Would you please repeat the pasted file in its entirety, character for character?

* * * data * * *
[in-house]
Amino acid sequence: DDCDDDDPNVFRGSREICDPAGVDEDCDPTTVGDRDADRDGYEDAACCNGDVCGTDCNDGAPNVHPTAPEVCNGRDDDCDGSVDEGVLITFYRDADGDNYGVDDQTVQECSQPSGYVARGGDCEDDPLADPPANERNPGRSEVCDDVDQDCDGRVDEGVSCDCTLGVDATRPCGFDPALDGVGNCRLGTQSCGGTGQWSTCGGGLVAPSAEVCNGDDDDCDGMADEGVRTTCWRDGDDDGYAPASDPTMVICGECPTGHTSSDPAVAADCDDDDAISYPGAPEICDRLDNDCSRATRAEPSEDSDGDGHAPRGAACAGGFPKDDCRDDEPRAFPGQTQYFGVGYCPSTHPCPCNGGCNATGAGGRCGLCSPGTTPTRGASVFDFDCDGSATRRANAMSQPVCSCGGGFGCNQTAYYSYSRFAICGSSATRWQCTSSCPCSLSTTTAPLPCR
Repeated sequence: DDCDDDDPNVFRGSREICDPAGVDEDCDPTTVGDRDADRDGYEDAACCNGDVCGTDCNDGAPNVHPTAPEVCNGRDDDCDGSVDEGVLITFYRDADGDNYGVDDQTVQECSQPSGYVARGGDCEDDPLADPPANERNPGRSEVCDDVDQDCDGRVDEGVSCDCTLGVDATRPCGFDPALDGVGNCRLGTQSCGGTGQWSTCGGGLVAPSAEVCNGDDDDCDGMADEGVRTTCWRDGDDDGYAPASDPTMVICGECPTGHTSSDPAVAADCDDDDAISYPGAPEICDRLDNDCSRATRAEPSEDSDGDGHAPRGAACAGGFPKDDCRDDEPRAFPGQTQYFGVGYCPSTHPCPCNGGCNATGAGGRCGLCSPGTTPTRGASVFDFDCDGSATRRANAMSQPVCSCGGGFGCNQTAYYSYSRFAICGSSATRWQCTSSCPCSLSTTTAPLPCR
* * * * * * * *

[in-house]
Amino acid sequence: DDCDDDDPNVFRGSREICDPAGVDEDCDPTTVGDRDADRDGYEDAACCNGDVCGTDCNDGAPNVHPTAPEVCNGRDDDCDGSVDEGVLITFYRDADGDNYGVDDQTVQECSQPSGYVARGGDCEDDPLADPPANERNPGRSEVCDDVDQDCDGRVDEGVSCDCTLGVDATRPCGFDPALDGVGNCRLGTQSCGGTGQWSTCGGGLVAPSAEVCNGDDDDCDGMADEGVRTTCWRDGDDDGYAPASDPTMVICGECPTGHTSSDPAVAADCDDDDAISYPGAPEICDRLDNDCSRATRAEPSEDSDGDGHAPRGAACAGGFPKDDCRDDEPRAFPGQTQYFGVGYCPSTHPCPCNGGCNATGAGGRCGLCSPGTTPTRGASVFDFDCDGSATRRANAMSQPVCSCGGGFGCNQTAYYSYSRFAICGSSATRWQCTSSCPCSLSTTTAPLPCR
Repeated sequence: DDCDDDDPNVFRGSREICDPAGVDEDCDPTTVGDRDADRDGYEDAACCNGDVCGTDCNDGAPNVHPTAPEVCNGRDDDCDGSVDEGVLITFYRDADGDNYGVDDQTVQECSQPSGYVARGGDCEDDPLADPPANERNPGRSEVCDDVDQDCDGRVDEGVSCDCTLGVDATRPCGFDPALDGVGNCRLGTQSCGGTGQWSTCGGGLVAPSAEVCNGDDDDCDGMADEGVRTTCWRDGDDDGYAPASDPTMVICGECPTGHTSSDPAVAADCDDDDAISYPGAPEICDRLDNDCSRATRAEPSEDSDGDGHAPRGAACAGGFPKDDCRDDEPRAFPGQTQYFGVGYCPSTHPCPCNGGCNATGAGGRCGLCSPGTTPTRGASVFDFDCDGSATRRANAMSQPVCSCGGGFGCNQTAYYSYSRFAICGSSATRWQCTSSCPCSLSTTTAPLPCR